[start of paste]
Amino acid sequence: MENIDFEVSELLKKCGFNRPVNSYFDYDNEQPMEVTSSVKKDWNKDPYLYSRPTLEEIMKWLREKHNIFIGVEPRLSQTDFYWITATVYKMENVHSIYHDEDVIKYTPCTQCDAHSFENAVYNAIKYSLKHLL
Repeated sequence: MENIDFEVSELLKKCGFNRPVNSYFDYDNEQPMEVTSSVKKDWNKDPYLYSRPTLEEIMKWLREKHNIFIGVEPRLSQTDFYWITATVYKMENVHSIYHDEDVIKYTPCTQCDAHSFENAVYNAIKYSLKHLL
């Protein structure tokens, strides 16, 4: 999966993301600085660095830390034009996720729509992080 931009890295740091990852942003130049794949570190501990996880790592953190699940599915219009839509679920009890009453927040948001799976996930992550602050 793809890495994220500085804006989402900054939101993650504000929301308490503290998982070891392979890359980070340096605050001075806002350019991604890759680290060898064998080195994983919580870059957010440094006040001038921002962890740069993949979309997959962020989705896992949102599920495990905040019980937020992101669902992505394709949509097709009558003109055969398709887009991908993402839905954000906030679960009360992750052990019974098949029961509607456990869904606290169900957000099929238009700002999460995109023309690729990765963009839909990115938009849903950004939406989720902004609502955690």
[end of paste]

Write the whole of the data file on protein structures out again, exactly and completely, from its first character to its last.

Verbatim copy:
Amino acid sequence: MENIDFEVSELLKKCGFNRPVNSYFDYDNEQPMEVTSSVKKDWNKDPYLYSRPTLEEIMKWLREKHNIFIGVEPRLSQTDFYWITATVYKMENVHSIYHDEDVIKYTPCTQCDAHSFENAVYNAIKYSLKHLL
Repeated sequence: MENIDFEVSELLKKCGFNRPVNSYFDYDNEQPMEVTSSVKKDWNKDPYLYSRPTLEEIMKWLREKHNIFIGVEPRLSQTDFYWITATVYKMENVHSIYHDEDVIKYTPCTQCDAHSFENAVYNAIKYSLKHLL
């Protein structure tokens, strides 16, 4: 999966993301600085660095830390034009996720729509992080 931009890295740091990852942003130049794949570190501990996880790592953190699940599915219009839509679920009890009453927040948001799976996930992550602050 793809890495994220500085804006989402900054939101993650504000929301308490503290998982070891392979890359980070340096605050001075806002350019991604890759680290060898064998080195994983919580870059957010440094006040001038921002962890740069993949979309997959962020989705896992949102599920495990905040019980937020992101669902992505394709949509097709009558003109055969398709887009991908993402839905954000906030679960009360992750052990019974098949029961509607456990869904606290169900957000099929238009700002999460995109023309690729990765963009839909990115938009849903950004939406989720902004609502955690």